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Community archaeology days at Bradley

Bradley community archaeology

Local residents take a look at how archaeological work at new surface mine has been planned and carried out

BANKS Mining have held two community archaeology days at their Bradley surface mine, in Co. Durham, through the liaison committee that was set up to help share information on all aspects of the scheme’s operations between the company and the local community.

Six amateur archaeologists from local interest groups, including the Land of Oak & Iron project, Leadgate Community History Group, Durham University students and the liaison committee members themselves, were invited to spend a day with the team of heritage consultants that is implementing the archaeological works set out in the Written Scheme of Investigation for the Bradley site.

The volunteers were able to take part in hand excavation, survey and recording work at East Billingside Farmstead, and view excavations which aimed to identify the remains of 18th century wagonways on the site.

Their work was carried out under the supervision of archaeology experts, who provided insights into how they approach and carry out these sorts of activities, and the importance of the findings to local historical records.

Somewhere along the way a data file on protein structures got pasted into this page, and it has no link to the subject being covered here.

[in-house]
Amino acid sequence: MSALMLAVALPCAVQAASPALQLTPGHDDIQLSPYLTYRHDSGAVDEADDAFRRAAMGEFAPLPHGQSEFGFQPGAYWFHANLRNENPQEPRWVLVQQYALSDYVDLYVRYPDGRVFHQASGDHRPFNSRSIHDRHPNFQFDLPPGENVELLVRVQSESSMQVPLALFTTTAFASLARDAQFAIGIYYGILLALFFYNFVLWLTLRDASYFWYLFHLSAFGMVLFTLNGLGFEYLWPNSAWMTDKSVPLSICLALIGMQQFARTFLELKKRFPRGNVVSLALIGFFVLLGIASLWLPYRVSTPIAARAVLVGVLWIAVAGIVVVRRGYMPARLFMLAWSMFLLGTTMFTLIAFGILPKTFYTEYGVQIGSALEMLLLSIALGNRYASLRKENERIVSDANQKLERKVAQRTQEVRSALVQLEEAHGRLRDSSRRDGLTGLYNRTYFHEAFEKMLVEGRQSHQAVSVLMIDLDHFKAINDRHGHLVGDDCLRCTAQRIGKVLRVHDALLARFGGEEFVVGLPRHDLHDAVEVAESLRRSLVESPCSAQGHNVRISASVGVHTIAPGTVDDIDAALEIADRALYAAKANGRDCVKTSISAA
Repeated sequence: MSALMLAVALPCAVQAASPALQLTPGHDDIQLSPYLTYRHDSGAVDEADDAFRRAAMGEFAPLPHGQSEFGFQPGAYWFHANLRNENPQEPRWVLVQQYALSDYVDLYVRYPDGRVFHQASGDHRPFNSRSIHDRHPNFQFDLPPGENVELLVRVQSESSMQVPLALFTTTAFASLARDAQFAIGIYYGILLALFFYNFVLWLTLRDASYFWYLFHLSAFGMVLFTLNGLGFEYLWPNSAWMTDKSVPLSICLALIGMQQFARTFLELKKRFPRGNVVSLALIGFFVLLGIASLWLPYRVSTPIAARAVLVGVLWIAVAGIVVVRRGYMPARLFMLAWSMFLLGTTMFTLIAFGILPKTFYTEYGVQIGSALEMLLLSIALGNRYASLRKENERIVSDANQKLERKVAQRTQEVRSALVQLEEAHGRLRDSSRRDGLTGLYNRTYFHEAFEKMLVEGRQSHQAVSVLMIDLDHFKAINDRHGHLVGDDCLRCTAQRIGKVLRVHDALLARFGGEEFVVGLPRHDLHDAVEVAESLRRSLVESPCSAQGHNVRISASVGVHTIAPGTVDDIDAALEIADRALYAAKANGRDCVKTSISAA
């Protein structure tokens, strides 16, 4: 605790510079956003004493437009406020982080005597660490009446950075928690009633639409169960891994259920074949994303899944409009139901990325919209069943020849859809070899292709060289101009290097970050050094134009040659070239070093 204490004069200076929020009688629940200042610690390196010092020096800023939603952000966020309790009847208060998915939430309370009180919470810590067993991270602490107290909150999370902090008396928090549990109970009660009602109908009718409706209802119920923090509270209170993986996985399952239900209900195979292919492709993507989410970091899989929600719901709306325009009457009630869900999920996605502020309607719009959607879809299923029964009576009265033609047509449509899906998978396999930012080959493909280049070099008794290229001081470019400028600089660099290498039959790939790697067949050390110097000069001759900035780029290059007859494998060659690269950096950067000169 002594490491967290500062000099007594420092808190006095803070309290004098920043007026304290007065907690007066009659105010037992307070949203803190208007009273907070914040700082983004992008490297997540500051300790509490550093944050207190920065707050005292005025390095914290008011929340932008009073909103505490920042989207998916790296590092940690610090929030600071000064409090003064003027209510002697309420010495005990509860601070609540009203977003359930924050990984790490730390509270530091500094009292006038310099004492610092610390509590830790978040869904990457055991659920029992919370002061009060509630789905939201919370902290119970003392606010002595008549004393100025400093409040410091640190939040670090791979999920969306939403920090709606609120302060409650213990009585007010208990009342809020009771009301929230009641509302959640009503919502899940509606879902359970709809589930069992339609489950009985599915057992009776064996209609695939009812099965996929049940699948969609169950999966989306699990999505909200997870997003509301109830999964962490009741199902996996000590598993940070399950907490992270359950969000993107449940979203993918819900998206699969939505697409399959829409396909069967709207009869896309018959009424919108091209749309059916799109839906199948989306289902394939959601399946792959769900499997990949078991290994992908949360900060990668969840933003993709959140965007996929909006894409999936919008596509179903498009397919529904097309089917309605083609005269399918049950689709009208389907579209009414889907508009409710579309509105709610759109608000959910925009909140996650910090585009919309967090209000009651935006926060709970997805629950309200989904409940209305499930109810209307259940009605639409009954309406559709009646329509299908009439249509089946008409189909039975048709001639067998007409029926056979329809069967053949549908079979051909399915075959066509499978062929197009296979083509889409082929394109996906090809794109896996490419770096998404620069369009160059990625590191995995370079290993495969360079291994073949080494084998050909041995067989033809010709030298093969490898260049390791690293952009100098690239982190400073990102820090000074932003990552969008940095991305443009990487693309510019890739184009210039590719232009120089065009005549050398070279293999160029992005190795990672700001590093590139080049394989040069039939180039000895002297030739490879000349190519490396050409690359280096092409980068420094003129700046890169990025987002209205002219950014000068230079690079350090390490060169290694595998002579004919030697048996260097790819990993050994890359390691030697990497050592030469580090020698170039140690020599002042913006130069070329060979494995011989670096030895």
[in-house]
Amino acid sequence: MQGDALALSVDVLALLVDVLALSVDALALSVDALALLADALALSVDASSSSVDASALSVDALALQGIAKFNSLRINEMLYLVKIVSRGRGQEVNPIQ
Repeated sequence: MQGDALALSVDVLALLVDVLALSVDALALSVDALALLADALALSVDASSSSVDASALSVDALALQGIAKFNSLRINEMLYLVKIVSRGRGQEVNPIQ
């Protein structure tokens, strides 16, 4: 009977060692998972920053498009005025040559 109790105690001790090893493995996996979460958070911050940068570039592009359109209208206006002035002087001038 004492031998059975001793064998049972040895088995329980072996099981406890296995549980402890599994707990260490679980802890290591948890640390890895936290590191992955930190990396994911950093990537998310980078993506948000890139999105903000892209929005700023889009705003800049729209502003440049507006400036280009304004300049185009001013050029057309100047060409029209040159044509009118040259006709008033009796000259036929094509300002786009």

A subsequent event saw more than two dozen local people visiting the Bradley site, including a party of pupils from the nearby Collierley Primary School. The visitors were able to examine the excavations across the site and learn more about how the works had been undertaken and the history of the Pont Valley.

Lewis Stokes, community relations manager at The Banks Group, said: ‘We work closely with archaeologists across many of our sites to ensure that detailed investigations are carried out and proper records kept of anything of interest that’s found.

‘We’re very pleased to have so much interest from the community in our events, as we have previously done in many other development locations, and to give them the chance to speak to the highly skilled specialists who are carrying out archaeological work on our behalf.’

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